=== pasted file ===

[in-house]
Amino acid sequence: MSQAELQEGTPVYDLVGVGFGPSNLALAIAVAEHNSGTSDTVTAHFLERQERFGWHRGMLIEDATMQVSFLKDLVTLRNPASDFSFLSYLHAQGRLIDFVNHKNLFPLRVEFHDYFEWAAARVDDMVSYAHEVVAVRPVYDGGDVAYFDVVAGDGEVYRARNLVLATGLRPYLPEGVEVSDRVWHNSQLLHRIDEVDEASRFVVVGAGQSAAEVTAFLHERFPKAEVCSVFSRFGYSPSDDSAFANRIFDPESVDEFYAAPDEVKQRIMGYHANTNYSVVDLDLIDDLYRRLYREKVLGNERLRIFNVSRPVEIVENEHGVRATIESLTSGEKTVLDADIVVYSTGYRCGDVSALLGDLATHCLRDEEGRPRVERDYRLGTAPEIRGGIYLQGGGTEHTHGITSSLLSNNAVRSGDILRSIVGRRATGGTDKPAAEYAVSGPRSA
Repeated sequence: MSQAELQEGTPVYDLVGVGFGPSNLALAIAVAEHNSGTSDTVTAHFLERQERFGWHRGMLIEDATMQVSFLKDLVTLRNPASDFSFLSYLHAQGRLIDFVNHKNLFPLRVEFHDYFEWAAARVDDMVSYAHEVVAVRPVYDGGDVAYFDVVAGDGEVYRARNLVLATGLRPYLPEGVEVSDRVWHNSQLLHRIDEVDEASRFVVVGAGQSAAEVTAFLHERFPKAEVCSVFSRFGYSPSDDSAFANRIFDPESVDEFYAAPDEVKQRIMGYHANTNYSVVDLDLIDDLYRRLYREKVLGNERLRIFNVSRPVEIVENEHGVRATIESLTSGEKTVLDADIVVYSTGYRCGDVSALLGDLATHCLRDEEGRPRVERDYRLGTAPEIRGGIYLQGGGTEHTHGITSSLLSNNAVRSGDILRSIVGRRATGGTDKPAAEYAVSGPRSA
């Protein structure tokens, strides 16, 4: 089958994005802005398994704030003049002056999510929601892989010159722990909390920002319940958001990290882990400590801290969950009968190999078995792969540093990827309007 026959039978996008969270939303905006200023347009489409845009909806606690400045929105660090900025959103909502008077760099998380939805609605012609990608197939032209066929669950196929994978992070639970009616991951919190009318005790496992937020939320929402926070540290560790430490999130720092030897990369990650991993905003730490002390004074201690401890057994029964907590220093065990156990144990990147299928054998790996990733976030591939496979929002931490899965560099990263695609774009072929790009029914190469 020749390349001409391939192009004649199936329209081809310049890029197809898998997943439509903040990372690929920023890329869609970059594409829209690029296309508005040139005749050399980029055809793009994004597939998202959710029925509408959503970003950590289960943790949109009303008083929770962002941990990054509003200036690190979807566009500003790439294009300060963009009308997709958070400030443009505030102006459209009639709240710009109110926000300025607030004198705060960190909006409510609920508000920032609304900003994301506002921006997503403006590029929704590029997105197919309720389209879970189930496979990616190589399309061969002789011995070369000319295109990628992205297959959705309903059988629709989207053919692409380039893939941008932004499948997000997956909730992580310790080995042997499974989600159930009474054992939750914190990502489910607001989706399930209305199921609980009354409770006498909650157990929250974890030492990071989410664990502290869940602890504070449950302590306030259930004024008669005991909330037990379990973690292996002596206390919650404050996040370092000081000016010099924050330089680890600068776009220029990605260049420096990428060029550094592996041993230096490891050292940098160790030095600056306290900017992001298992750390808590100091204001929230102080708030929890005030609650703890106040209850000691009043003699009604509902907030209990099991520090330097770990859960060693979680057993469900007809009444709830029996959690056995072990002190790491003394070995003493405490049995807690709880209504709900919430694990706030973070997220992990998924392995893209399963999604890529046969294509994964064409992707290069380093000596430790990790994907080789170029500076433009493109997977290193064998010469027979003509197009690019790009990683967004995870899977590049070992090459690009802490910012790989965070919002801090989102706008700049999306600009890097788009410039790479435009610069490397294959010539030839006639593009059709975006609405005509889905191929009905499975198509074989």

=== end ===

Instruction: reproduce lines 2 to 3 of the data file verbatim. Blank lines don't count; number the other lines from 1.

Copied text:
Amino acid sequence: MSQAELQEGTPVYDLVGVGFGPSNLALAIAVAEHNSGTSDTVTAHFLERQERFGWHRGMLIEDATMQVSFLKDLVTLRNPASDFSFLSYLHAQGRLIDFVNHKNLFPLRVEFHDYFEWAAARVDDMVSYAHEVVAVRPVYDGGDVAYFDVVAGDGEVYRARNLVLATGLRPYLPEGVEVSDRVWHNSQLLHRIDEVDEASRFVVVGAGQSAAEVTAFLHERFPKAEVCSVFSRFGYSPSDDSAFANRIFDPESVDEFYAAPDEVKQRIMGYHANTNYSVVDLDLIDDLYRRLYREKVLGNERLRIFNVSRPVEIVENEHGVRATIESLTSGEKTVLDADIVVYSTGYRCGDVSALLGDLATHCLRDEEGRPRVERDYRLGTAPEIRGGIYLQGGGTEHTHGITSSLLSNNAVRSGDILRSIVGRRATGGTDKPAAEYAVSGPRSA
Repeated sequence: MSQAELQEGTPVYDLVGVGFGPSNLALAIAVAEHNSGTSDTVTAHFLERQERFGWHRGMLIEDATMQVSFLKDLVTLRNPASDFSFLSYLHAQGRLIDFVNHKNLFPLRVEFHDYFEWAAARVDDMVSYAHEVVAVRPVYDGGDVAYFDVVAGDGEVYRARNLVLATGLRPYLPEGVEVSDRVWHNSQLLHRIDEVDEASRFVVVGAGQSAAEVTAFLHERFPKAEVCSVFSRFGYSPSDDSAFANRIFDPESVDEFYAAPDEVKQRIMGYHANTNYSVVDLDLIDDLYRRLYREKVLGNERLRIFNVSRPVEIVENEHGVRATIESLTSGEKTVLDADIVVYSTGYRCGDVSALLGDLATHCLRDEEGRPRVERDYRLGTAPEIRGGIYLQGGGTEHTHGITSSLLSNNAVRSGDILRSIVGRRATGGTDKPAAEYAVSGPRSA